Published: 01st August 2019
Half of the engineering seats in Tamil Nadu colleges go vacant this year
Anil D Sahasrabudhe highlighted that engineering courses losing their sheen is not the reason behind the vacancies, the major problem is an excess supply of engineering colleges
This year's Tamil Nadu EngineeringAdmissions(TNEA) has concluded and with all efforts, the authorities have managed to fill up only half of the seats. Out of the total 1,67,652 engineering seats available in colleges in the State, only 83,396 (49.74%) were filled.
The figures provided by the TNEA committee shows that in the four rounds of counselling, while 76,364 seats were allotted, in supplementary counselling, another 4,548 seats were filled. In special reservation category like sports, ex-servicemen and disabled quota, 1,683 students were allotted seats while 801 students, who had registered to participate in TNEA counselling and due to some reason, missed the counselling, were also given a chance to get admission. The private engineering colleges in the State have expressed serious concern over the scene as they will struggle to stay afloat.
Chairman of All India Council for Technical Education (AICTE), Anil D Sahasrabudhe, who was in the city recently to attend a convocation ceremony of a private engineering college, had highlighted that engineering courses losing their sheen is not the reason behind the vacancies, the major problem is the availability of the higher number of engineering colleges than required in the State. Secretary of Consortium of Self-Financing Professional, Arts and Science Colleges of Tamil Nadu, P Selvaraj has also seconded the opinion of the AICTE chairman. But at the same time, he feels that deemed universities in the State are very liberal in awarding marks to the students and hence, the reason for higher pass percentages. So students prefer deemed universities, rather than private colleges affiliated to Anna University, which has a strict evaluation process. It is a fact that there is the number of engineering colleges in the State than is actually required.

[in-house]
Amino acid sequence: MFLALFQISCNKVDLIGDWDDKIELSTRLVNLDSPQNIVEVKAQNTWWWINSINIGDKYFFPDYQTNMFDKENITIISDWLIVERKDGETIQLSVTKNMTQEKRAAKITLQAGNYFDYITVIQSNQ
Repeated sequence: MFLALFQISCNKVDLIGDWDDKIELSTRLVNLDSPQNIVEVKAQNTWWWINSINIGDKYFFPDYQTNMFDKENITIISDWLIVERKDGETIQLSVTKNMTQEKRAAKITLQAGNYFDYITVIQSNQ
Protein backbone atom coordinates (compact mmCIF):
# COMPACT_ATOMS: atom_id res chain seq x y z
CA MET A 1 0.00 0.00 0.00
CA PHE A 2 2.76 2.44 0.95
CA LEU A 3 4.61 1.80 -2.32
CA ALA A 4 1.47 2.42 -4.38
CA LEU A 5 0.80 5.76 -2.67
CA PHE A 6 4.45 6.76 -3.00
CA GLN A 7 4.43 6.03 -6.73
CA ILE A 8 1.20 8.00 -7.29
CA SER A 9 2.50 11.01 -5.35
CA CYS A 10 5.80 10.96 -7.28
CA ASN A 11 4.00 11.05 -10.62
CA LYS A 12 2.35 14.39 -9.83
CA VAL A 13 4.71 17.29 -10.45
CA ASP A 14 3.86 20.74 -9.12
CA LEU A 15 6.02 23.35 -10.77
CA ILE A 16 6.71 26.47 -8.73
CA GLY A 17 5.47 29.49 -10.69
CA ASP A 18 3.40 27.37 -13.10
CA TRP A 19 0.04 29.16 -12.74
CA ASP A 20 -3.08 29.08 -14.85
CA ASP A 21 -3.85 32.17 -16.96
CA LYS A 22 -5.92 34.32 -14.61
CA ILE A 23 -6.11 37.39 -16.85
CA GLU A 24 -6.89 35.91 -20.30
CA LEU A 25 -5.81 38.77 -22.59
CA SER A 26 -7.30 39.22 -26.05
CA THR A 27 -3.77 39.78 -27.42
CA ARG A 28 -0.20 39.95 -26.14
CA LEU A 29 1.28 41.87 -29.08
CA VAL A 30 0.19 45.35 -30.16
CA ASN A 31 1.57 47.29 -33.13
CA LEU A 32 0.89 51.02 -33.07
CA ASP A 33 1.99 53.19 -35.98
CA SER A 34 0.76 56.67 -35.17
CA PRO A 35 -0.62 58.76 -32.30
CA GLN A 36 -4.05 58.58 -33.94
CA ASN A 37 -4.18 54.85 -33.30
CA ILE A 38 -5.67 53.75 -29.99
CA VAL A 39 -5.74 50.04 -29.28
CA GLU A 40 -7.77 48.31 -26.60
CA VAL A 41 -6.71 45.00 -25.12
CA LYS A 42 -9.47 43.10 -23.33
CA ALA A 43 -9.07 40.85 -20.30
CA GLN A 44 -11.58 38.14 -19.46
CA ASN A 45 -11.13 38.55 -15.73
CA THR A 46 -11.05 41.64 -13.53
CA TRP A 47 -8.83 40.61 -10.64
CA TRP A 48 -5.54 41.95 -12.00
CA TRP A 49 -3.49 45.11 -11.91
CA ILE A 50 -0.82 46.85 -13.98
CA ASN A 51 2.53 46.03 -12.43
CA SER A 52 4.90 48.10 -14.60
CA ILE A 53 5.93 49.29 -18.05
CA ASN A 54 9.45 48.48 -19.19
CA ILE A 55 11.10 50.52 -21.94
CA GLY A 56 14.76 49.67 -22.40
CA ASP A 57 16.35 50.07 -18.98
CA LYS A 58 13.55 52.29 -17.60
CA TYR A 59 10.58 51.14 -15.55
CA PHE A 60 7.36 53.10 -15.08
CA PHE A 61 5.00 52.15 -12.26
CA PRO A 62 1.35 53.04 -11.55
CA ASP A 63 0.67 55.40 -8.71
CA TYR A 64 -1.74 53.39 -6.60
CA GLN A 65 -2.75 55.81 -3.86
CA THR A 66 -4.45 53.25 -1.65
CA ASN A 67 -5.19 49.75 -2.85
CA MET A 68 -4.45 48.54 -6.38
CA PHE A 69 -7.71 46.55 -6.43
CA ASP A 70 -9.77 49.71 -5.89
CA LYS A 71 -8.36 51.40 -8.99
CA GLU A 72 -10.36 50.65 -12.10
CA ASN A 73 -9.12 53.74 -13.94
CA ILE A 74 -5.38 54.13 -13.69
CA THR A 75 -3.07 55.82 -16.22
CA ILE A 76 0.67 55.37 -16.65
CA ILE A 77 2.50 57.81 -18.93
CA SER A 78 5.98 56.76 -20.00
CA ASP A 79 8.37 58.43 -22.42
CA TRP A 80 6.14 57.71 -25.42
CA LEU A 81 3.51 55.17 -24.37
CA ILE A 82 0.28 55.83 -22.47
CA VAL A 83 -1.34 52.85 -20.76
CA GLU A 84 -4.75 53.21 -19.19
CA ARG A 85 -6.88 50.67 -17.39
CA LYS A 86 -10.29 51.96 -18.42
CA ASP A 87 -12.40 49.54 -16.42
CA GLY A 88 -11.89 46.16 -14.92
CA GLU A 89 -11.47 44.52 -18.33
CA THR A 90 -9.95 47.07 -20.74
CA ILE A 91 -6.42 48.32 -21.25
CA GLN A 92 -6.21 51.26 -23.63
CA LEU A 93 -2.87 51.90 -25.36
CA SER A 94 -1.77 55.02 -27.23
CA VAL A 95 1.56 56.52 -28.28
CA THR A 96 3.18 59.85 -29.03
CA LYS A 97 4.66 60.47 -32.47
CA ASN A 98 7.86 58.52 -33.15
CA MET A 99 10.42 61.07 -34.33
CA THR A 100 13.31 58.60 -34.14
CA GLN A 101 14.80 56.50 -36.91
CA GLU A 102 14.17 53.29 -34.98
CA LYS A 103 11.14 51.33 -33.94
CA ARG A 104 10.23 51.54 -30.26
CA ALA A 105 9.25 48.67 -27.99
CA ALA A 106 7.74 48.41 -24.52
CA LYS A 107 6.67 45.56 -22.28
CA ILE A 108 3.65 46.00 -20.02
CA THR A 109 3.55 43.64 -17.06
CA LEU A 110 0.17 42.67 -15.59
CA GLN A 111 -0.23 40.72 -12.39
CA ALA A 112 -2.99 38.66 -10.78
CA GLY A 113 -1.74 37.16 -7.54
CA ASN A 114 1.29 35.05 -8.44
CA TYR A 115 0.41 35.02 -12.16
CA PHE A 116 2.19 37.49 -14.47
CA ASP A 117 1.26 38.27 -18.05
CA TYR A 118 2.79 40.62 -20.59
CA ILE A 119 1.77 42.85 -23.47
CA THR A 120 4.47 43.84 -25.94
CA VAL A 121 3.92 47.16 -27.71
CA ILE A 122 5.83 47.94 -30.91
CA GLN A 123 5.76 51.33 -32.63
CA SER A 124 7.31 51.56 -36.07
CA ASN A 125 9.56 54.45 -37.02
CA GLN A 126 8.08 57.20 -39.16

Adding to it, due to the strict rules of Anna University, its affiliated colleges are recording a low pass percentage and the colleges are facing a problem in attracting students. On the other hand, the deemed universities, which have their own examination and evaluation pattern, are managing to fill in their seats somehow. It is high time the government looks into these problems, said Selvaraj. He also added that the consortium has proposed to the State government to set up a separate technical university to improve the situation in engineering colleges in the State. The counselling this year was conducted by Directorate of Technical Education(DoTE), after a gap of 22 years. TNEA committee secretary T Purushothaman said the counselling concluded peacefully and smoothly across the State without any hindrance